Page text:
Conservation South Africa’s Livestock Auction Yields Big Profits

The recent drought in South Africa has threatened the viability of farms and communities across the country, but the Conservation South Africa (CSA) – Meat Naturally Pty livestock auction held late last month in Mzongwana, southeastern South Africa, showed not want, but plenty. The 47 participating farmers, nearly a quarter of whom were women, earned a total of almost $43,000 for their livestock, about $14,000 more than the last auction held in June.

The auction represents the success of CSA’s work to improve access for rural farmers to the red-meat market. In recent years, commercial farmers in South Africa have supplied 95 percent of the market even though rural farmers own nearly half of the country’s livestock. For these rural farmers, access to markets, transportation, and poor grassland conditions can make it difficult to participate in the local economy, contributing to both poverty and food insecurity in rural areas.

In order to change this, CSA helps farmers develop effective rangeland management techniques that take into account local culture and needs to improve both food and water security. CSA believes in a simple formula: Good stewardship leads to healthy ecosystems with better water catchment and soil retention. This in turn breeds more productive livestock with more and better quality red meat. The result is a boost to the economy, rising wages, better livelihoods, and wellness overall.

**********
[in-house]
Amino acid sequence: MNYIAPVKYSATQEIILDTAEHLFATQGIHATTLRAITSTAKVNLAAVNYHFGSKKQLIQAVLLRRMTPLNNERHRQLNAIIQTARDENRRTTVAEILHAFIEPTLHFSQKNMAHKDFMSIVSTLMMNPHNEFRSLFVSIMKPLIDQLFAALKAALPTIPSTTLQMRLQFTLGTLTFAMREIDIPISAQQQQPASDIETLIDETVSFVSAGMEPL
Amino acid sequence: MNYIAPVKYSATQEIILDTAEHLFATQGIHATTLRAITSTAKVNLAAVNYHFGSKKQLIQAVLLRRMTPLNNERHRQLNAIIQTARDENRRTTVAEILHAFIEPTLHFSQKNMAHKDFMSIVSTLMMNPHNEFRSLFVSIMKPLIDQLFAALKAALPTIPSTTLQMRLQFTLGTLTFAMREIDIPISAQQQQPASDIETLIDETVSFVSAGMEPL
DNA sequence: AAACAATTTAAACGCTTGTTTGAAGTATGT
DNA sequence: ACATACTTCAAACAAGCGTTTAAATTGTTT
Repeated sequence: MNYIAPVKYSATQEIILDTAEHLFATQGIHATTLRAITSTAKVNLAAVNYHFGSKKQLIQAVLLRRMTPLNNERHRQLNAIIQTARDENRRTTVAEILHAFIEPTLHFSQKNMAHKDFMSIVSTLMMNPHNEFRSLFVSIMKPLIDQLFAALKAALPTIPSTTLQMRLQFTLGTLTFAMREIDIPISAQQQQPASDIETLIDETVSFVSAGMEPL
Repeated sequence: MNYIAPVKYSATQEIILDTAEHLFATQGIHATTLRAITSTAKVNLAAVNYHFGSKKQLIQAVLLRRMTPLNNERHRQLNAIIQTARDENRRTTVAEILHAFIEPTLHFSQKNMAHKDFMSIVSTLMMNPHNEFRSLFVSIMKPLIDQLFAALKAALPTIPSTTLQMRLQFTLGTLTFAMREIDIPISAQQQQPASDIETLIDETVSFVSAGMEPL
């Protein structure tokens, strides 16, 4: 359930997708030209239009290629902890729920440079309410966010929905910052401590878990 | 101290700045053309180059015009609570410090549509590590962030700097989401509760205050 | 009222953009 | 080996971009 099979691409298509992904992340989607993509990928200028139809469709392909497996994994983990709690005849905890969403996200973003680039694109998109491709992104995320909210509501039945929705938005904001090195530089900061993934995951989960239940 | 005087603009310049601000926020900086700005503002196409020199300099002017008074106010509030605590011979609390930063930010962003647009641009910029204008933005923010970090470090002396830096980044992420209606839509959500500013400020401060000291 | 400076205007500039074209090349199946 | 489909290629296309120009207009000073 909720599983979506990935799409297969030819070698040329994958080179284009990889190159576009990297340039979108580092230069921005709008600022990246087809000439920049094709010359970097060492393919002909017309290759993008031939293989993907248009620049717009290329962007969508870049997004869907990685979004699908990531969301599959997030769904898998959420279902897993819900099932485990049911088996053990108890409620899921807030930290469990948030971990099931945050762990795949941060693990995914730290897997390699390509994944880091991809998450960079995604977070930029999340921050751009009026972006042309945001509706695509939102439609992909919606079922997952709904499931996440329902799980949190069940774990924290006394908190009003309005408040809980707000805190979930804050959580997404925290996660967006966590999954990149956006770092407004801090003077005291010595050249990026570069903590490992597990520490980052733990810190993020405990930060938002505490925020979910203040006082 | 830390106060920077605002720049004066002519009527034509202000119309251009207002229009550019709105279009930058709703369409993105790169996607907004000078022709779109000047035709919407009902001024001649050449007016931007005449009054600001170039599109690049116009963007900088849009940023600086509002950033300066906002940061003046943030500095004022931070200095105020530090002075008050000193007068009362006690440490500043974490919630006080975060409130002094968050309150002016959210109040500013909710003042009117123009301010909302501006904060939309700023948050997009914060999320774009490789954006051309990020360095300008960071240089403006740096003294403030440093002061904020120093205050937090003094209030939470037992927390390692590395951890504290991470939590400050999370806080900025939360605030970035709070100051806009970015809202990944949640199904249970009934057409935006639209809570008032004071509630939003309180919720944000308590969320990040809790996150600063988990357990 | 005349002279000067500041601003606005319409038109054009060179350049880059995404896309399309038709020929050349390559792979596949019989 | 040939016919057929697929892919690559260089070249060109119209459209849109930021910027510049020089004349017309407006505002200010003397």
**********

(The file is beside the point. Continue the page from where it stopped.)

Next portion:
The first step is a holistic grazing plan. CSA works with local communities to combine the herds of multiple farmers so that they can graze in a rotation that mimics the animals’ natural patterns of movement. The livestock, functioning as natural ecosystem engineers, are directed to an overgrown area to graze. In the process, they break up the soil with their hooves, which allow penetration of rainfall and acts like a plow. Their manure, in turn, also fertilizes the soil. This can eliminate or sharply reduce the need to purchase plows or fertilizers and limits infection of parasites due to overcrowding. The cattle are later moved to another area to prevent damage to the grasslands due to overgrazing and trampling.

The result has been successful rangeland restoration and, consequently, healthier livestock that yield greater profits, as evidenced by the auction last month. Of the 118 animals brought to this past auction, 92 percent fetched an average 11 cents per pound higher than in June. One five-way bidding war on a 1,367-pound ox ended in a record-high price of about $800 and even the older Grade-B and Grade-C cattle brought in record or near-record high prices.

The auction serves as confirmation of the resourcefulness of community-led, culturally appropriate approaches to land management. In a region where livestock is integral to everyday life and where the effects of climate change have the potential to be especially disruptive, efforts like this are key to survival. As a Securing Water for Food grantee, SWFF congratulations CSA on their success.